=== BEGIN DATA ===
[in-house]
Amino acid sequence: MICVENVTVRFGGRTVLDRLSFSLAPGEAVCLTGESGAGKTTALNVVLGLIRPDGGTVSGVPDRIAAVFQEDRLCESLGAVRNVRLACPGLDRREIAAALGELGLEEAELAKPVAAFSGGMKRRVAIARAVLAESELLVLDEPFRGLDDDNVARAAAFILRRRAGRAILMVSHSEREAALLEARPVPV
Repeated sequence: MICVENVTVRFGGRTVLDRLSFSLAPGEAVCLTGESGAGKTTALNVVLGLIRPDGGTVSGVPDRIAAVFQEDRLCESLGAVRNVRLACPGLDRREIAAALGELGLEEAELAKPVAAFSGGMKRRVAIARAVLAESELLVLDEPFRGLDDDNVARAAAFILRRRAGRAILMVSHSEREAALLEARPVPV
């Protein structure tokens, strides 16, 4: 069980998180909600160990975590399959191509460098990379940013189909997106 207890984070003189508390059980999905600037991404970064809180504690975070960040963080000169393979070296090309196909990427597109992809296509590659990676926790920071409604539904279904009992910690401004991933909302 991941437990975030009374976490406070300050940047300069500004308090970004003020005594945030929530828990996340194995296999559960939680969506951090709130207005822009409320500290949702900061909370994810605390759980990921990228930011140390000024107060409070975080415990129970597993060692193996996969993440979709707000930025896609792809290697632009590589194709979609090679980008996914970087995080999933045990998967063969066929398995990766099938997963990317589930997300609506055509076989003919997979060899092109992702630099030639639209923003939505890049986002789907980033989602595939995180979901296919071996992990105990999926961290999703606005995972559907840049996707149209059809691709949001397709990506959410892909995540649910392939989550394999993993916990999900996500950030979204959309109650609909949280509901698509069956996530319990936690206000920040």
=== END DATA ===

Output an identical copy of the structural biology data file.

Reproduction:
[in-house]
Amino acid sequence: MICVENVTVRFGGRTVLDRLSFSLAPGEAVCLTGESGAGKTTALNVVLGLIRPDGGTVSGVPDRIAAVFQEDRLCESLGAVRNVRLACPGLDRREIAAALGELGLEEAELAKPVAAFSGGMKRRVAIARAVLAESELLVLDEPFRGLDDDNVARAAAFILRRRAGRAILMVSHSEREAALLEARPVPV
Repeated sequence: MICVENVTVRFGGRTVLDRLSFSLAPGEAVCLTGESGAGKTTALNVVLGLIRPDGGTVSGVPDRIAAVFQEDRLCESLGAVRNVRLACPGLDRREIAAALGELGLEEAELAKPVAAFSGGMKRRVAIARAVLAESELLVLDEPFRGLDDDNVARAAAFILRRRAGRAILMVSHSEREAALLEARPVPV
């Protein structure tokens, strides 16, 4: 069980998180909600160990975590399959191509460098990379940013189909997106 207890984070003189508390059980999905600037991404970064809180504690975070960040963080000169393979070296090309196909990427597109992809296509590659990676926790920071409604539904279904009992910690401004991933909302 991941437990975030009374976490406070300050940047300069500004308090970004003020005594945030929530828990996340194995296999559960939680969506951090709130207005822009409320500290949702900061909370994810605390759980990921990228930011140390000024107060409070975080415990129970597993060692193996996969993440979709707000930025896609792809290697632009590589194709979609090679980008996914970087995080999933045990998967063969066929398995990766099938997963990317589930997300609506055509076989003919997979060899092109992702630099030639639209923003939505890049986002789907980033989602595939995180979901296919071996992990105990999926961290999703606005995972559907840049996707149209059809691709949001397709990506959410892909995540649910392939989550394999993993916990999900996500950030979204959309109650609909949280509901698509069956996530319990936690206000920040």